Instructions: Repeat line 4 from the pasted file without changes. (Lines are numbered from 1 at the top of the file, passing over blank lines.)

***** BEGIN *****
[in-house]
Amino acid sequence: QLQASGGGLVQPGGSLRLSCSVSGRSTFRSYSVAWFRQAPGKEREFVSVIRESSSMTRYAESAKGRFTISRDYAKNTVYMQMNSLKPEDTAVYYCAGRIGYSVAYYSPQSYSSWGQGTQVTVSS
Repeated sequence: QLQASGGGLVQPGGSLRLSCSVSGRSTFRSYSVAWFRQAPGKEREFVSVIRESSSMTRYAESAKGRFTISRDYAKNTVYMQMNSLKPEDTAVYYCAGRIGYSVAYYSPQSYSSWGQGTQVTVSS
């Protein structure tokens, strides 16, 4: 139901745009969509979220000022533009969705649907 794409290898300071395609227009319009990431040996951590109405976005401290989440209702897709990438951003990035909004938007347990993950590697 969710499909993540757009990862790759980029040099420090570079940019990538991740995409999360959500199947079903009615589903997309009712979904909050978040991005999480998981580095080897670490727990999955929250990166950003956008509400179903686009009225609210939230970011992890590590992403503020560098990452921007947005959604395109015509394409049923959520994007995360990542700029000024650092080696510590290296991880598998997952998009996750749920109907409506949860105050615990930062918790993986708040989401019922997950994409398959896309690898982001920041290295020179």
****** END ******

């Protein structure tokens, strides 16, 4: 139901745009969509979220000022533009969705649907 794409290898300071395609227009319009990431040996951590109405976005401290989440209702897709990438951003990035909004938007347990993950590697 969710499909993540757009990862790759980029040099420090570079940019990538991740995409999360959500199947079903009615589903997309009712979904909050978040991005999480998981580095080897670490727990999955929250990166950003956008509400179903686009009225609210939230970011992890590590992403503020560098990452921007947005959604395109015509394409049923959520994007995360990542700029000024650092080696510590290296991880598998997952998009996750749920109907409506949860105050615990930062918790993986708040989401019922997950994409398959896309690898982001920041290295020179």